An Onstage Storm of Drinking, Spinning and Song

Polina Raikina, Yevgenia Abramova and Polina Shanina frolicking on stage in a collection of upbeat Russian skits.

There is no way I will satisfactorily translate "Zaklikukhi," the title of a new production playing on the small stage of the Satirikon Theater.

I have consulted dictionaries, encyclopedias, several Russian writers and a Russian actress. And yes, I also checked the internet. Multitran.ru, that colossus of translation sites, doesn't have the word at all. We are told that this production is based on tales, songs, chants, sayings and spells collected by the great folklorist Vladimir Dal in the 19th century, but Dal's famous four-volume dictionary does not mention the word.

To cut a long story short, thanks to a collective effort made among friends, colleagues and technological tools, I came to the conclusion that "Incantations" might do the trick. But when you've seen "Zaklikukhi" performed by the wonderful cast at the Satirikon, you won't want to settle for anything less than the real thing. "Zaklikukhi" it is, then.

Director Svetlana Svirko designates the show's genre as folk-clownery, and that's a pretty accurate description. Three actresses dressed in traditional Slavic costumes designed by Darya Mukhina run through an hour and a half of fun, songs and nonsense drawn from the deep well of Russian and Ukrainian folk wisdom, folk rites and folk humor. There probably are other national traditions mixed in, but there are limits to any individual's knowledge and I have run up against mine.

"Zaklikukhi" does not tell a story but rather dips into dozens of them for a few brief moments at a time. There are several recurring "characters," if you will — cheating husbands and wives, the dead and dying, devils, angels and hobgoblins. Their tales are told through songs or brief skits acted out by the three performers, but what we really find ourselves following are the manic actors themselves.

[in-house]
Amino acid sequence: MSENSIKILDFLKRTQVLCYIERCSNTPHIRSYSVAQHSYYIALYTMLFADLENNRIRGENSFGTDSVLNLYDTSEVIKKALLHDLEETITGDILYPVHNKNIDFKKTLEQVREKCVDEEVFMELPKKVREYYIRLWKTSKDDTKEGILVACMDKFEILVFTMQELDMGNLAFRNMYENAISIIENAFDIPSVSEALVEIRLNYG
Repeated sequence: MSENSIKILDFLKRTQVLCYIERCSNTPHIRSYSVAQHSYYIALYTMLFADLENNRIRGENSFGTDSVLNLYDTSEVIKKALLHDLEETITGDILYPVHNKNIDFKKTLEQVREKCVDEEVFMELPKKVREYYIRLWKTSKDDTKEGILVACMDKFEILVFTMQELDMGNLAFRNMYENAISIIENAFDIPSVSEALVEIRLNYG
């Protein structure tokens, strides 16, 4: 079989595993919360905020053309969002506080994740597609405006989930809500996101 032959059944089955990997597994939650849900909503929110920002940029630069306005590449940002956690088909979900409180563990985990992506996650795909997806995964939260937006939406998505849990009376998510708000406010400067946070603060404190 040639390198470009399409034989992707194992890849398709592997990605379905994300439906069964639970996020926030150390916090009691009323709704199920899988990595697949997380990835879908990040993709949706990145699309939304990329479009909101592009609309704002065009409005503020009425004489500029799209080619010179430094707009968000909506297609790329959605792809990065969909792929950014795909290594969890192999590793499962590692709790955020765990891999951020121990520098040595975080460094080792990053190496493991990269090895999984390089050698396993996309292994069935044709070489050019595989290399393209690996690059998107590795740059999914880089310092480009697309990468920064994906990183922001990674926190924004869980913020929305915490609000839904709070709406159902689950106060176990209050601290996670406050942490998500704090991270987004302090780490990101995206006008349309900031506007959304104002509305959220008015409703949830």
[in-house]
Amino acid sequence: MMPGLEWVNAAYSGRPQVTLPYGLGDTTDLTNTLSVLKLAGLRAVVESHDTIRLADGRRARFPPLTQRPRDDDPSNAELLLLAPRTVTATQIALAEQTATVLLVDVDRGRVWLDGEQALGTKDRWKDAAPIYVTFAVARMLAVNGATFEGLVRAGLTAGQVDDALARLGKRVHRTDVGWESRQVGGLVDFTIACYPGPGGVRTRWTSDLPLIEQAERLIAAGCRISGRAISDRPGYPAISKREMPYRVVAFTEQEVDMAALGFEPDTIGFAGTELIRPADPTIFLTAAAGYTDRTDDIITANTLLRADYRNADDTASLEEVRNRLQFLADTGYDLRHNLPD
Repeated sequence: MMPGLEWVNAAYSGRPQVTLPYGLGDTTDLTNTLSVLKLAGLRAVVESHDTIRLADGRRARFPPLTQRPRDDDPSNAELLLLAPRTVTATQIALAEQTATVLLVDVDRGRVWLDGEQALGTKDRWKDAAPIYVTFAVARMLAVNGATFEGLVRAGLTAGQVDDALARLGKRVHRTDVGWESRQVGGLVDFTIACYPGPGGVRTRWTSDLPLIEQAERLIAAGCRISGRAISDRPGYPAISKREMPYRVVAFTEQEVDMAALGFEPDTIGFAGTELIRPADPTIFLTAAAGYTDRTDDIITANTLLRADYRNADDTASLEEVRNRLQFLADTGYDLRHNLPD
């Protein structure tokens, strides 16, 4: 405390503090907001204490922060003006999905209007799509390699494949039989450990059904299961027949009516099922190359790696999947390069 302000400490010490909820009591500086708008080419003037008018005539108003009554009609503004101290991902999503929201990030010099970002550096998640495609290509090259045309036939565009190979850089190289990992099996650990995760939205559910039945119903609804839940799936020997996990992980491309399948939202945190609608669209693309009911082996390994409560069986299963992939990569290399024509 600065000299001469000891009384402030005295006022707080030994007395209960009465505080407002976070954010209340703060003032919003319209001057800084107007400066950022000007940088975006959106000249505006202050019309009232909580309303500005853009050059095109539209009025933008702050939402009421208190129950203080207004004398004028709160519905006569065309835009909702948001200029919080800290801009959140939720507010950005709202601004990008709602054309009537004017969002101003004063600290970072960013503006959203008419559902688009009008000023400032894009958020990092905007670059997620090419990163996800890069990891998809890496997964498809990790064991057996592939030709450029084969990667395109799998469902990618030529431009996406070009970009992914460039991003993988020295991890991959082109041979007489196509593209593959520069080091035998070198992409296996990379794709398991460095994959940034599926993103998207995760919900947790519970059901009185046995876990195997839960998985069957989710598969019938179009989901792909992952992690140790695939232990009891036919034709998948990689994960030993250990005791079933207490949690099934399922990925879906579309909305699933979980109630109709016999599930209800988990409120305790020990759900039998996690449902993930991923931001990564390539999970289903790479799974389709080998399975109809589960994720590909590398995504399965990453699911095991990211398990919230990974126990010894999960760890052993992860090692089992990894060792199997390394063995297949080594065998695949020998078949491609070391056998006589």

Polina Raikina is the woman dressed in black. Yevgenia Abramova is dressed in white and Polina Shanina is the woman in red. Each has a distinct personality and a distinct way of relating to the others.

Abramova, with her red nose and protruding red ears, is the biggest clown of them all. She is the dumbest, the most gullible, the most energetic and the quickest one to smile. She is the one who falls so easily into a reverie that her mouth drops open without her realizing it. It's down to the other women to keep her mouth shut, presumably, to keep flies from flying into it.

The bright red-clad Shanina is the coquettish type. She shows off her shapely legs whenever she gets the chance, checks her makeup in a pocket mirror, and makes eyes at the men in the audience.

I should say right here that this show could not happen without the audience. Spectators are encouraged to help the women out when they forget things. They are asked to demonstrate things the women are trying to do without success. One man finds himself with all three women in his lap, and a few folks get colorful rugs thrown at them early on.

Raikina, outfitted in a black costume that appears to be styled loosely on the raiments of an Orthodox priest, is the most menacing and ironic of the trio. With a bit of a wicked smile dancing in the corners of her eyes, she always looks like she's ready to pull a fast one on somebody. She does her best to keep her friends in line, but usually fails.

Some of the funniest skits involve the women trying to yawn and fall asleep, having erotic dreams and going on something of a drinking binge. After a long bout with vodka and storytelling, the woman in white admits ruefully that maybe they shouldn't have drunk so much.

We don't feel that way at all because the less the women control themselves, the more song, dance and tomfoolery there is for us to enjoy.

All of the shenanigans are accompanied by a percussionist, Irina Stanskaya, who sits in the corner of the stage with her drum kit. She provides rhythm for the folk songs and humorous sound effects to all kinds of activities, including the women attempting to spin cloth and remain on their feet simultaneously, which becomes difficult for them.

"Zaklikukhi" is a fun, colorful look at the resourceful and resilient Slavic soul from a female point of view. The music is fine, the stories are funny and the actors are fabulous. No matter how you translate it, what's not to like?

"Zaklikukhi" plays Fri. and Sun. at 7:30 p.m. on the small stage of the Satirikon Theater, located at 8 Sheremetyevskaya Ulitsa. Metro Marina Roshcha. Tel. 495-689-7844. satirikon.ru. Running time: 1 hour, 40 minutes.

Contact the author at jfreedman@imedia.ru

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